Jim Wynn is a man with a mission to spread good teaching practice, as Jack Kenny reports
"Innovative teachers! Don't they sound like geeks and whiz kids?"
Not a bit of it. How about this: "One innovation was to put a mirror on the wall behind the computer screen. When the teacher walks up and stands behind the student, the student can look up at the mirror and talk face to face with the teacher without turning round."
Jim Wynn (right) is one of the thinkers behind Innovative Teachers, a collaborative project for teachers run by Microsoft. He says: "We are not looking for leading-edge innovation but practical stuff. What we want is to capture good and innovative practice and generate a system that will tell other teachers about it."
Jim Wynn has had one of the most varied careers in education: head of a school in Canterbury; a stint with educational ICT company RM; back to a headship with a technology college in Bristol; and now he has the grand title of schools' developments and strategy manager Microsoft EMEA (Europe, Middle East and Africa).
Earlier this year Charlton Athletic Football Club in London was the venue for Microsoft's two-day Forum for Innovative Teachers. Forty-five teachers, three from each European country selected by Microsoft, came together to share their practice and achievements.
One was a project that builds classrooms for the future, from Frederik Gustavsson and Johan Lindwert from Kinnarps School, Falkopings, west Sweden. One of their techniques was to use a projector and show images of First World War trenches. Johan Lindwert darkened the classroom, played sounds of artillery fire and told the children they had 10 minutes before they went over the top. He then asked them to write a letter home.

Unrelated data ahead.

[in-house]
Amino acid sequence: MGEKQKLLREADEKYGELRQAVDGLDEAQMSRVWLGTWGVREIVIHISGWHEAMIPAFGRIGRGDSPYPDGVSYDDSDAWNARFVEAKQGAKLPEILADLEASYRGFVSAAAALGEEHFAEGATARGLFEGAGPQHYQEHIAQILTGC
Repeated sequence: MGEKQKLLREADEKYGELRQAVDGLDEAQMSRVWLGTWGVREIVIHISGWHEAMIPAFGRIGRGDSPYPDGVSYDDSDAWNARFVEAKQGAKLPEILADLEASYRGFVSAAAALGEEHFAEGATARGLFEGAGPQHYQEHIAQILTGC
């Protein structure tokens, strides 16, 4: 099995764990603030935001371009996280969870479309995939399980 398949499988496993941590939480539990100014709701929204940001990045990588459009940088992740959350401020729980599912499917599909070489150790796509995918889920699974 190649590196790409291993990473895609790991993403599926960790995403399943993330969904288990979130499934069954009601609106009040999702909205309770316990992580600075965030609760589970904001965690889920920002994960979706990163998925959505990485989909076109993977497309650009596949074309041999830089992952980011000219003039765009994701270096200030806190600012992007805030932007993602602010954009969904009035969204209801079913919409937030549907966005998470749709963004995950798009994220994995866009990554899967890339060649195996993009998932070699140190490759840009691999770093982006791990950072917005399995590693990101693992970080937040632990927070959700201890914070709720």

Johan is intent on bringing the world into the classroom. "If we are talking about Yasser Arafat, then I can have a picture of him via the internet." He believes the conventional classroom is 60 per cent for the teacher and 40 per cent for students. He wants to see it as 80 per cent for students and 20 per cent for the teacher.
From the UK, Kate Norman, an advisory teacher in Torfaen, Wales, decided to do animation with some of the schools she is responsible for. She wanted to ensure that animation was economical so teachers would not be deterred by the cost. She used MovieMaker and an inexpensive webcam from Logitech.
The technique she has devised is simple: "We do cartoon storyboards although the film never ends up looking like the storyboard.
"The students think through the process and design the models. They can make the models or use something like Action Man or Cindy and take about 150 pictures with the webcam then store them in My Pictures. That makes about a minute's worth of film. They can put the pictures into MovieMaker and add titles, credits and any music or narration.
"It is jerky but you can alter the speed at which it plays. Teachers usually look at it and say, 'I couldn't do that'. But they always do. They get an instant result."
Jim Wynn draws a comparison with medicine. "In the medical profession if you learn to do some technique well, there is a peer review mechanism that is built in. Within weeks of a good new technique being developed, it will have been adopted across the world. In teaching, advances take years."
With more than 3,000 teachers signed up in the UK to the Innovative Teacher scheme, David Burrows, Microsoft UK's director of education, points out that Innovative Teachers started slowly but has grown quickly.